Third time is the charm for nonprofit organization Hope for Miami, which was rejected twice before by the University of Miami’s PhilADthropy event that helps nonprofit organizations receive high-quality advertising and marketing content from students who work diligently for 25 hours straight.
PhilADthropy helps organizations with limited financial resources to hire an advertising agency by providing similar quality in a win-win scenario. Taking place over the weekend, 12 nonprofits across South Florida and 120 University of Miami students are matched; the organizations get rebranded and receive plenty of advertising materials from the students, who in turn, get real-life working experience that replicates the environment of a high-pressure advertising industry.
In 25 hours, students will determine what their assigned organizations wants and produce creative designs, posters, websites and any other material that their clients want. To Yvonne Sawyer, chief operating officer of Hope for Miami, the students exceeded all conceivable expectations.
“I would have been happy to walk out of here with just a logo. The fact that I have a social media plan, merchandise ideas and graphics, it totally blows my mind,” Sawyer said. “This went above and beyond what I expected. It hit all my goals and then some, goals I didn’t even know I had.”
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With over 100 applications to PhilADthropy, Meryl Blau, an advertising professor and founder of PhilADthropy, gave priority to Hope for Miami, which had already applied twice. She also oversees the organizations selected as clients.
“We are looking to find a variety of topics, not just one topic, helping out different types of issues and are in need of financial help,” Blau said. “We need to know the organization needs the help and they are not getting it elsewhere. It’s one night and they want to know that one night will really make a difference.”
Blau said the 25-hour marathon also served as a mock rite-of-passage to prepare them for the advertising world, saying that she also has done this event in unfit conditions.
“If they are going in this industry, you don’t know what you will be thrown into, what fires will be burning, pulling all-nighters is not out of the question, and it is pretty cultural for the industry,” Blau said. “I have done this on crutches, I’ve done this pregnant, and I have done this every year for eight years. Just go home and sleep. We can catch up on it.”
The long hours can be tiring for the students. To counter this, the event offers free and unlimited coffee and Red Bull. But even then, according to advertising professor Sarai Nuñez, the night can make students do strange things as she remembered one time a few years ago.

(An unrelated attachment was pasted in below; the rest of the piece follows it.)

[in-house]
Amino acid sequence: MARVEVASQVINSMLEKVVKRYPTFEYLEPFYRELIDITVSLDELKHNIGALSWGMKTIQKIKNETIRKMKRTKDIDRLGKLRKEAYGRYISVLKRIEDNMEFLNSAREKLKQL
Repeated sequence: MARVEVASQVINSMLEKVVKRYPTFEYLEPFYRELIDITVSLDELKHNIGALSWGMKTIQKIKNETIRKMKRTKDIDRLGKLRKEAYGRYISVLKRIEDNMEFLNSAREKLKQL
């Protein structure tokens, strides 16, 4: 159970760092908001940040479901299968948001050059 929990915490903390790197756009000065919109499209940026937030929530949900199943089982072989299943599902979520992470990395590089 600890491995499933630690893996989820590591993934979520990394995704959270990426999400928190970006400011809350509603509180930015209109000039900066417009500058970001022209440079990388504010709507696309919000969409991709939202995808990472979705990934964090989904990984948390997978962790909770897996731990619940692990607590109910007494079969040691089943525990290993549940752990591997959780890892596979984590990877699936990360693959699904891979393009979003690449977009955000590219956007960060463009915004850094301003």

“Things can get really kooky and weird. I remember one time when one of the team leaders decided that their team needed to do yoga at 3 a.m. in the morning,” Nuñez said. “Students do get drained and they need energy in, so they were having a yoga session at the courtyard and I thought it was great.”
Also representative of the working industry are situations where external factors could throw everyone off. The group assigned to Big Blue & You experienced this when at 9 a.m., two hours from presenting their 25 hours of work, the building they were working in had a power outage, and all their computers shut down.
“We were having an internal mental breakdown, just stared at the screens in silent disbelief,” Avisha Gopalakrishna, a student designer assigned to work for Big Blue & You, said. “We were praying to gods we didn’t believe in.”
The power came back 15 minutes later and the group learned that their content was saved onto Google Docs. The incident served as a reminder to save often, another teaching moment.
The main thing Blau hoped that students learn is to work with people they have never met and to work toward a common goal as a team. From the content Sawyer received, she thought the event did a great job not just for her, but for the students, as well.
“There is no question this will help the UM students,” Sawyer said. “From what I understand these are students who have never worked before and they paired the groups up well to make a well-rounded team. And they did everything I wanted, and everything I didn’t know I want.”
The students’ 25-hour marathon ended with dark eye circles, smelling of stale coffee and cold sweat but with a smile of satisfaction.
“We helped these foundations and it feels good,” said Jessica Gales, a student working for SSJ Health Foundation. “But right now I think I need a shower.”
▪ SSJ Health Foundation
▪ Women's Cancer Association of the University of Miami
▪ Women of Tomorrow